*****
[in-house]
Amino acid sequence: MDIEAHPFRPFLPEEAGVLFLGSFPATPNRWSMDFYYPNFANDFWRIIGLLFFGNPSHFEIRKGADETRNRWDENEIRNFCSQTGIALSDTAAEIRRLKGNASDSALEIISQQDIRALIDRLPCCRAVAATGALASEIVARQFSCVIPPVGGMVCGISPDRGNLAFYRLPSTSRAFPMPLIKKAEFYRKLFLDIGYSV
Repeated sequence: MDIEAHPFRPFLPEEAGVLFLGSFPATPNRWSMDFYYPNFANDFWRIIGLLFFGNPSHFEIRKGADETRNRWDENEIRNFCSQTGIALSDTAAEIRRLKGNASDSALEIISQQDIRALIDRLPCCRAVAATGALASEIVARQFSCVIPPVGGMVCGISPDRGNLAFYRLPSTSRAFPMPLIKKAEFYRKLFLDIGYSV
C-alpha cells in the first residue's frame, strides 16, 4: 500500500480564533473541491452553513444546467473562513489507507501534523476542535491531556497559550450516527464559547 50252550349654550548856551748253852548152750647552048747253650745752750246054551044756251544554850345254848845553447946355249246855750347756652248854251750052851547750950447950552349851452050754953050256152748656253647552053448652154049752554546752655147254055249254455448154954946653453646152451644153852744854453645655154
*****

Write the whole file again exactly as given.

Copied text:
[in-house]
Amino acid sequence: MDIEAHPFRPFLPEEAGVLFLGSFPATPNRWSMDFYYPNFANDFWRIIGLLFFGNPSHFEIRKGADETRNRWDENEIRNFCSQTGIALSDTAAEIRRLKGNASDSALEIISQQDIRALIDRLPCCRAVAATGALASEIVARQFSCVIPPVGGMVCGISPDRGNLAFYRLPSTSRAFPMPLIKKAEFYRKLFLDIGYSV
Repeated sequence: MDIEAHPFRPFLPEEAGVLFLGSFPATPNRWSMDFYYPNFANDFWRIIGLLFFGNPSHFEIRKGADETRNRWDENEIRNFCSQTGIALSDTAAEIRRLKGNASDSALEIISQQDIRALIDRLPCCRAVAATGALASEIVARQFSCVIPPVGGMVCGISPDRGNLAFYRLPSTSRAFPMPLIKKAEFYRKLFLDIGYSV
C-alpha cells in the first residue's frame, strides 16, 4: 500500500480564533473541491452553513444546467473562513489507507501534523476542535491531556497559550450516527464559547 50252550349654550548856551748253852548152750647552048747253650745752750246054551044756251544554850345254848845553447946355249246855750347756652248854251750052851547750950447950552349851452050754953050256152748656253647552053448652154049752554546752655147254055249254455448154954946653453646152451644153852744854453645655154